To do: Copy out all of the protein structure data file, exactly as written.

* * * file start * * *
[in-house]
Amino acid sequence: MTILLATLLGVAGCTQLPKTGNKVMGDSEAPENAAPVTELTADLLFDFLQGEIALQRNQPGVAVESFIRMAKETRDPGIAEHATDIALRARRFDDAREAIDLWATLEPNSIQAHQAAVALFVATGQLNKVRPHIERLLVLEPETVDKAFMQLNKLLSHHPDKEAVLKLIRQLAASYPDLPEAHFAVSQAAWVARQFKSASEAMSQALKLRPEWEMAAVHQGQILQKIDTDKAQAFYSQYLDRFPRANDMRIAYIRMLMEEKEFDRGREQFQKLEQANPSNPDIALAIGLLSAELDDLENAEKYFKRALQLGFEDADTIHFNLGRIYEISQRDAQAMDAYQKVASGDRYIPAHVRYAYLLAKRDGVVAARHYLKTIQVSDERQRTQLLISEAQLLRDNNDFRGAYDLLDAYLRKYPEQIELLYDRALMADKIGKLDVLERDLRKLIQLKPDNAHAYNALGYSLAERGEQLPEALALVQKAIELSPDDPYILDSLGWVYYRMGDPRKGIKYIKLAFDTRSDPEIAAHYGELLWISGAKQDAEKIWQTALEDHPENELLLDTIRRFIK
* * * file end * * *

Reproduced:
[in-house]
Amino acid sequence: MTILLATLLGVAGCTQLPKTGNKVMGDSEAPENAAPVTELTADLLFDFLQGEIALQRNQPGVAVESFIRMAKETRDPGIAEHATDIALRARRFDDAREAIDLWATLEPNSIQAHQAAVALFVATGQLNKVRPHIERLLVLEPETVDKAFMQLNKLLSHHPDKEAVLKLIRQLAASYPDLPEAHFAVSQAAWVARQFKSASEAMSQALKLRPEWEMAAVHQGQILQKIDTDKAQAFYSQYLDRFPRANDMRIAYIRMLMEEKEFDRGREQFQKLEQANPSNPDIALAIGLLSAELDDLENAEKYFKRALQLGFEDADTIHFNLGRIYEISQRDAQAMDAYQKVASGDRYIPAHVRYAYLLAKRDGVVAARHYLKTIQVSDERQRTQLLISEAQLLRDNNDFRGAYDLLDAYLRKYPEQIELLYDRALMADKIGKLDVLERDLRKLIQLKPDNAHAYNALGYSLAERGEQLPEALALVQKAIELSPDDPYILDSLGWVYYRMGDPRKGIKYIKLAFDTRSDPEIAAHYGELLWISGAKQDAEKIWQTALEDHPENELLLDTIRRFIK